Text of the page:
The following is Kumaran Pillai’s speech delivered at TOC’s ‘Give up your seat‘ by Chong Ai Ling:
Who would have ever thought that the public transport would be the Achilles Heel of our present meritocratic government? Even George Cherian said, immediately after the May hustings that, the public transport woes could be fixed by a technocratic team and GE2011 has only awakened the sleeping giant and that our government would respond positively to the feedback from the ground. Unfortunately, matters have only become worse.
Their initial response was promising though; Tuck Yek was seen riding on the trains and buses which gained some positive response from the public. He was seen to be rolling up his sleeves and getting down and dirty. I used to wonder as to what a minister would be able to ascertain from these rides. In local lingo, it is called wayang, a show to appease the public, but, a show is only as good as its actors. And, I thought to myself that this actor was missing the plot altogether. The plot was simple, to have an efficient transport system to move the masses.
It is telling that there is no feedback system in place when the Minister has to resort to taking trains and buses to ascertain the robustness of our transport network. Perhaps, he should have also stayed in a train with the air-condition turned off for two hours just to find out how it feels and take a walk in the MRT tunnels as part of his field trip.
As for the recent breakdowns and the Ministry of Transport’s response is nothing less than pathetic. Lui wants to assemble a team of local and international experts to study the problem. Seriously, do we need to seek outside help after running the system for 20 years? This is yet another wayang exercise just to appease us. The proposed course of action, by itself, has opened up serious competency issues about SMRT’s management. It makes me wonder if they even have a handle on the situation. If so, why did the train(s) breakdown again this morning, Saturday 17th of December 2011?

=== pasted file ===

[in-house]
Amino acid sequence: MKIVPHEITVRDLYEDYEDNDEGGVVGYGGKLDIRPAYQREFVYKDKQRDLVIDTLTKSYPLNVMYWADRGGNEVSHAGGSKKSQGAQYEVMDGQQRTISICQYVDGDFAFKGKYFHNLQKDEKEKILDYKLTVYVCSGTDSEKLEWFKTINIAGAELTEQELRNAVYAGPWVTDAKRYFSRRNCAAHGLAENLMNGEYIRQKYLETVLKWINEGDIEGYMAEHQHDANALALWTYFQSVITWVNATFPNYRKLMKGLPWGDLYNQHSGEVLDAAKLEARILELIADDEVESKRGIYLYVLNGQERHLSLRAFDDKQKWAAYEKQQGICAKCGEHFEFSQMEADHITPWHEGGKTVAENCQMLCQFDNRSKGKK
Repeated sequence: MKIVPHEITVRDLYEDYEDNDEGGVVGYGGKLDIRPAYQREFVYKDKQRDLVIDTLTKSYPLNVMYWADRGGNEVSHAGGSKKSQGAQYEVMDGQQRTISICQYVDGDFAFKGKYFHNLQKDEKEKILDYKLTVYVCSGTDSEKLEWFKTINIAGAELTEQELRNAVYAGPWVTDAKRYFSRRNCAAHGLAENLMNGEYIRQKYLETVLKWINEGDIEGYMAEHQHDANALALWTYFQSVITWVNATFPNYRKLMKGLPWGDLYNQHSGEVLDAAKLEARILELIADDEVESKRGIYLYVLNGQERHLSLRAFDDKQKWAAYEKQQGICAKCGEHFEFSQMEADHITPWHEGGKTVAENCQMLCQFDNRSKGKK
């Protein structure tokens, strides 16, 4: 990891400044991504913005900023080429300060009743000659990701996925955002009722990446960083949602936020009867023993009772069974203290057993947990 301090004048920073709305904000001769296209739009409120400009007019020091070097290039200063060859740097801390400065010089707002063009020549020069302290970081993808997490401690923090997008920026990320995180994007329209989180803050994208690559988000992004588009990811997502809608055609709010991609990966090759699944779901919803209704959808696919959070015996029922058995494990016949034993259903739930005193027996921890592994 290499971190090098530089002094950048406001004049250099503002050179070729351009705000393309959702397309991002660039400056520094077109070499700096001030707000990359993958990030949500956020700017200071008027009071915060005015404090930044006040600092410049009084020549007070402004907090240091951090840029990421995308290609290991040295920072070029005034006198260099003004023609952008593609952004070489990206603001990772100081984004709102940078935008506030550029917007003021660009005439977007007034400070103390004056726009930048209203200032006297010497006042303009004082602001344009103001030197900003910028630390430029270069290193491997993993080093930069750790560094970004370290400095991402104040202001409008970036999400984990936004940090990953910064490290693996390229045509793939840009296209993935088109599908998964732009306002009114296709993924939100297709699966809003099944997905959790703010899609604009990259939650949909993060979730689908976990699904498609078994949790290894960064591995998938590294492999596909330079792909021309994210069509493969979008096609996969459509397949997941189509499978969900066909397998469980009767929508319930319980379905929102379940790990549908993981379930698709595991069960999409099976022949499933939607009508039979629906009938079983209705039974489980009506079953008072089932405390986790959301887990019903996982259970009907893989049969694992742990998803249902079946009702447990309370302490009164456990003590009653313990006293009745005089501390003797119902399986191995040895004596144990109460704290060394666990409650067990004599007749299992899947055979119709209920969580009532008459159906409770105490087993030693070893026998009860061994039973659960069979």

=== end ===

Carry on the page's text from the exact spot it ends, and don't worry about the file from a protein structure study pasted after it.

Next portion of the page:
This clearly shows that the current management team does not have its core competence in managing the train fleet and the infrastructure. In fact, what we seen in the last few years are the development of SMRT land and retails malls. I thought it was a great idea back then, that SMRT was maximising the land space in Singapore. But the key question in my mind today is whether if SMRT has lost its core competency in the management of the train network while it was developing new and alternative revenue streams in the retail space? Has the organisation lost its best engineers because of the management’s pre-occupation with building new revenue streams?
It is time for the Board of Directors to rationalise their business. The choice is obvious, SMRT is in the transport business and should focus its energies and resources solely on that. SMRT management should either spin off or manage the retail business by a subsidiary organisation or even consider divesting so that it does not take up any valuable time and resource from the management team.
While there are many people who call for the resignation of the CEO, the underlying reason should be to bring in a new head that will have a critical focus in ensuring that our transport network meets our basic transport needs. What SMRT needs now is a technocratic CEO with excellent operational experience to overcome the current crises.
Unfortunately, wayang and getting a team of experts may be just too late to deal with the breakdowns. What is need now is a swift and steadfast action.